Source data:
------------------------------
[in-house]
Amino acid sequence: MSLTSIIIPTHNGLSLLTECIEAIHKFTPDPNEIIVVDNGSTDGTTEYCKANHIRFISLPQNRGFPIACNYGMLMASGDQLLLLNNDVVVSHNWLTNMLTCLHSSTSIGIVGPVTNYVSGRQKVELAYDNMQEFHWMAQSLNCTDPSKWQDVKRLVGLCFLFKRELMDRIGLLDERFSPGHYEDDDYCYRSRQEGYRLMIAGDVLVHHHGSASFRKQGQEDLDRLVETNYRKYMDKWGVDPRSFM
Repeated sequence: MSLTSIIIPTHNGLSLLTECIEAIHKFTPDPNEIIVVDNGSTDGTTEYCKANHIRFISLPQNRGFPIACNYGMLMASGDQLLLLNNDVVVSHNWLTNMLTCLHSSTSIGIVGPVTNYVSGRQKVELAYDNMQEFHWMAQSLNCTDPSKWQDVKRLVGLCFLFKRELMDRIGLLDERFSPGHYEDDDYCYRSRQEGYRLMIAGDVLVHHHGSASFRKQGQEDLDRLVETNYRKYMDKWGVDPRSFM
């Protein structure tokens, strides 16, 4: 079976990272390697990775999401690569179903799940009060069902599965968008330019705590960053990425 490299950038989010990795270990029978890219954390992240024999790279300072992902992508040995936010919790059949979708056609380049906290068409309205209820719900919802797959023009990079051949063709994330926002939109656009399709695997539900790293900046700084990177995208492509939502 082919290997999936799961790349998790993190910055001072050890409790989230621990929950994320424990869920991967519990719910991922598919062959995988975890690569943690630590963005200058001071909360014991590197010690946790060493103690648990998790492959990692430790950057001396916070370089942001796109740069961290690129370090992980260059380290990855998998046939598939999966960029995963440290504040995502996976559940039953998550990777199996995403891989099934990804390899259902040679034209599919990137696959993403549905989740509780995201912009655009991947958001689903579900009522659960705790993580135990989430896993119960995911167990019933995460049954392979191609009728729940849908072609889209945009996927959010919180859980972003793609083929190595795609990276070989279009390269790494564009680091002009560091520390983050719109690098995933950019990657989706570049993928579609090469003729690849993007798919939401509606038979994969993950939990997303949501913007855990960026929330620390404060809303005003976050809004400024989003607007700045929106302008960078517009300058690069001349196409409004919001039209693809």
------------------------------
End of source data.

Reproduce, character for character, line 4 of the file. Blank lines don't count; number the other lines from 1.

């Protein structure tokens, strides 16, 4: 079976990272390697990775999401690569179903799940009060069902599965968008330019705590960053990425 490299950038989010990795270990029978890219954390992240024999790279300072992902992508040995936010919790059949979708056609380049906290068409309205209820719900919802797959023009990079051949063709994330926002939109656009399709695997539900790293900046700084990177995208492509939502 082919290997999936799961790349998790993190910055001072050890409790989230621990929950994320424990869920991967519990719910991922598919062959995988975890690569943690630590963005200058001071909360014991590197010690946790060493103690648990998790492959990692430790950057001396916070370089942001796109740069961290690129370090992980260059380290990855998998046939598939999966960029995963440290504040995502996976559940039953998550990777199996995403891989099934990804390899259902040679034209599919990137696959993403549905989740509780995201912009655009991947958001689903579900009522659960705790993580135990989430896993119960995911167990019933995460049954392979191609009728729940849908072609889209945009996927959010919180859980972003793609083929190595795609990276070989279009390269790494564009680091002009560091520390983050719109690098995933950019990657989706570049993928579609090469003729690849993007798919939401509606038979994969993950939990997303949501913007855990960026929330620390404060809303005003976050809004400024989003607007700045929106302008960078517009300058690069001349196409409004919001039209693809």